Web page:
It was a spontaneous leap out of the Bronx and into the Green Mountains that landed Castleton State College alumnus Mark Noble on the red carpet.
And at a Soundings event on April 3 at 7 p.m., this senior field producer for Access Hollywood will take the stage of Casella Theater to discuss the journey from living his small town Spartan days to fulfilling his Hollywood dream.
The 1989 graduate says he intends for the event to be an interactive session where he will shed light on the importance of taking advantage of all the tools Castleton has to offer, preparing for internships and maintaining contacts along the way.
” I think it will be insightful in terms of the journey,” he said.
As a reporter and producer for Access Hollywood, Noble has the opportunity to interview celebrities from across the globe. He says he has met and worked with all kinds of people, from comedians to humanitarians and everyone in between.
“I’ve been able to interview incredible people,” he said.
Last June at an FX premiere event, Noble found himself in front of the camera with Russell Brand interviewing him about the debut of his new show, “Brand X.” In the interview the famously scandalous celebrity took Noble’s phone and called his parents.
“Mark’s dad, this is Russell,” Brand said into the phone.
According to Noble, his parents, who live on the east coast, were awakened by the call. However, his father’s grogginess was not enough to defer the prank-driven Brit.
“I just wanted to say that Mark is doing a wonderful job here. You’ve raised a fine – if a little overly erotic son,” Brand continued. “You’ve raised a fine young man, sir. Now I need to talk to your wife.”
When Noble’s father did not put his mother on the phone Brand ended the chat with an “I love you, Dad” and hung up without ever putting Noble on the line.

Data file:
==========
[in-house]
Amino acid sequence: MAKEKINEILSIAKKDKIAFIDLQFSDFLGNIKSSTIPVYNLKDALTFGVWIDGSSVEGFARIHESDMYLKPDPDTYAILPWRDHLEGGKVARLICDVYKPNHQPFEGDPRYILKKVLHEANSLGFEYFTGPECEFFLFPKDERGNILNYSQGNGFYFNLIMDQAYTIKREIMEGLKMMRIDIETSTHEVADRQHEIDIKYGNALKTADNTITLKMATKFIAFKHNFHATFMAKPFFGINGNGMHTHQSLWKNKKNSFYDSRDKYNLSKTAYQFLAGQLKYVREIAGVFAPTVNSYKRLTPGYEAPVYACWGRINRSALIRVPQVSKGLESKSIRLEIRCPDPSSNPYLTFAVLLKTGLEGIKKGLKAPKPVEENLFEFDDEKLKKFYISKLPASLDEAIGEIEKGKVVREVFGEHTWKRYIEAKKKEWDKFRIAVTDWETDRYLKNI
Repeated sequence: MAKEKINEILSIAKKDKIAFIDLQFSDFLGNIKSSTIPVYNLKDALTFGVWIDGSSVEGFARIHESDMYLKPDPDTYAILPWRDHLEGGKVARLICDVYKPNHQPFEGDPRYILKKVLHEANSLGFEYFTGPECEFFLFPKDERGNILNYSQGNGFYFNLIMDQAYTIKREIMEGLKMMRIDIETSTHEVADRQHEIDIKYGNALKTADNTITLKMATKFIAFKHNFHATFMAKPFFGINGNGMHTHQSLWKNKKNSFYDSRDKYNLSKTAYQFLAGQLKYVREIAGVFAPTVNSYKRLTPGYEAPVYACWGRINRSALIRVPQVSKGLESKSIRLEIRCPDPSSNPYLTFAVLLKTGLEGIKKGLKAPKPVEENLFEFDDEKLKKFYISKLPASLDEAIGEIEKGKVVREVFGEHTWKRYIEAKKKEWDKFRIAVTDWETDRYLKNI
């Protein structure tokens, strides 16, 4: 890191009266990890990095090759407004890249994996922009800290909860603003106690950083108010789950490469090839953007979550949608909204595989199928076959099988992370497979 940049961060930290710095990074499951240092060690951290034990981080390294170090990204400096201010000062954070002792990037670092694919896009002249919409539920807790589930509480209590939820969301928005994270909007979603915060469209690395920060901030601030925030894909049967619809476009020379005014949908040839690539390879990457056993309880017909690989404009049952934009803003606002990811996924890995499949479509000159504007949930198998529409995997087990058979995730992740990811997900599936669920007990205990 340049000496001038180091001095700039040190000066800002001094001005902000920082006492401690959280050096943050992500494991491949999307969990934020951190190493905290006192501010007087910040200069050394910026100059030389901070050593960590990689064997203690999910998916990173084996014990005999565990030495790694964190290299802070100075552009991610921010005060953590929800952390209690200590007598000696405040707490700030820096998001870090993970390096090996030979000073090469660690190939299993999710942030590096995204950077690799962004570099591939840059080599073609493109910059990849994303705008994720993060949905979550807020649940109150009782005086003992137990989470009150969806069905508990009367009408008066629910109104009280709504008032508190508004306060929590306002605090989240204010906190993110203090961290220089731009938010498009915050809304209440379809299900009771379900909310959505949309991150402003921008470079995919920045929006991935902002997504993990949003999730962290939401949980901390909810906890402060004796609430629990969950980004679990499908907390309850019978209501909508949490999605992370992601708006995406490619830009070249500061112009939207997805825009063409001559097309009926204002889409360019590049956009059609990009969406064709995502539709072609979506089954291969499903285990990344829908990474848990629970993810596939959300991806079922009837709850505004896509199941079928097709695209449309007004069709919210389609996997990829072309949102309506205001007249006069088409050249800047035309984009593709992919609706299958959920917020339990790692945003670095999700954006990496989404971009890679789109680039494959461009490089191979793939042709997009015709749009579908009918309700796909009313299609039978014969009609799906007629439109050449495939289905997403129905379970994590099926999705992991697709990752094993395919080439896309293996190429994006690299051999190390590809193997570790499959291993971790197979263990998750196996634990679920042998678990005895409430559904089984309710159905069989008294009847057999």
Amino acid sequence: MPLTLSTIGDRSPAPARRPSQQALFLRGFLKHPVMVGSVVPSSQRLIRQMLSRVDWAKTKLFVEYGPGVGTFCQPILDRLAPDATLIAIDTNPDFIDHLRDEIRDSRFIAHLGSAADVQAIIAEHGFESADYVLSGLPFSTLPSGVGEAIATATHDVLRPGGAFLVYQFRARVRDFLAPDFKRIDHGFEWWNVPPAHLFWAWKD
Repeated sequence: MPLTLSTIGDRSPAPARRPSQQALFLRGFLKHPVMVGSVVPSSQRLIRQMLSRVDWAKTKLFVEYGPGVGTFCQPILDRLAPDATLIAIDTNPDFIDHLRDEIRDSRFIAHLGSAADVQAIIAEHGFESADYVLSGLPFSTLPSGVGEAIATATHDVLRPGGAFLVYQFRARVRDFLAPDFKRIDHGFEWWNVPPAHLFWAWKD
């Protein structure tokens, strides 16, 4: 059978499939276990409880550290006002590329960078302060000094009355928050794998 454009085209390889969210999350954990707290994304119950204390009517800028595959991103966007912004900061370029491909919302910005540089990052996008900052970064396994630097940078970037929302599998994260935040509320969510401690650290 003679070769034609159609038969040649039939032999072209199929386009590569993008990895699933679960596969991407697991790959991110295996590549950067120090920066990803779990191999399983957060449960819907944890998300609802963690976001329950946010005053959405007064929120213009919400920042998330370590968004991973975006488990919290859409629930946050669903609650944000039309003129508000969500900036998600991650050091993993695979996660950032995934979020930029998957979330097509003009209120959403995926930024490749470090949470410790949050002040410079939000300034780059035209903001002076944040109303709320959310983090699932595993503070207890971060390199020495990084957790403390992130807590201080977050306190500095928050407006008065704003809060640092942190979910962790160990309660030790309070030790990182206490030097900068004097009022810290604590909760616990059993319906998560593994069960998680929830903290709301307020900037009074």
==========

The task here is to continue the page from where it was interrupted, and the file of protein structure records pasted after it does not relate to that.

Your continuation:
“They have no idea who Russell Brand is,” Noble said of his parents.
He also recalled a more recent incident at the Oscars when he was scheduled to interview Elton John, but couldn’t get through security.
Fortunately, Noble was recognized by John and his manager, who quickly handled the security fiasco.
“Ya made it!” said John.
“It was like I was his best friend,” Noble said.
Noble hasn’t always lived in the fast lane and been ushered through security by the Elton John’s of the world. As a kid, he grew up in the Bronx and after viewing the opening scene of The Bob Newhart show he found himself itching to know life in the Green Mountains.
“I thought, ‘Oh my God! This place is gorgeous, I want to go to college there!” he said.
So Noble pulled out a catalog of Vermont colleges, closed his eyes and pointed to a random school on the page.
“I knew I wanted to go to a school that was journalism and communication,” he said.
The first school his finger landed on didn’t have these programs, so Noble closed his eyes and dropped his finger again, only to land on Castleton.
He never actually visited the school before making his decision to attend Castleton. He trusted the reviews of a friend who had toured the school, read the catalog, and called the residence halls a few times to talk to students.
He said the people were helpful, the location was beautiful, and his desired programs were available, and so Noble became a Spartan.
“Site unseen. Based on a catalog and a couple of phone calls,” he said.
While at Castleton, Noble said he benefited most from the hands-on aspect of his courses that allowed him to get familiar with media equipment. He was also able to intern in the field and this experience landed him his first job at WABC.
Noble called communication professor Robert Gershon his “primary shepherd” while at Castleton.
“He gave you the tools,” Noble said.
Gershon recalled his time with Noble fondly as well.
“He had the talent to match his intelligence, a seriousness of purpose and a willingness to work,” he said.
While Noble acquired many of his technical skills from Gershon, he said he was also riveted by the teaching styles of Roy Vestrich.
“He was at Castleton at a time with a lot of new faculty and young faculty. We had a lot of energy,” Vestrich said.
“We were all so inspired by what his classes had to offer,” said Noble.
Vestrich recalled many discussions he had with Noble outside of the classroom and described him as being a creative and very driven student who knew the path he wanted his life to go down.
“He had the Hollywood-bug” he said, “he was going to make it happen and you knew it was going to happen.”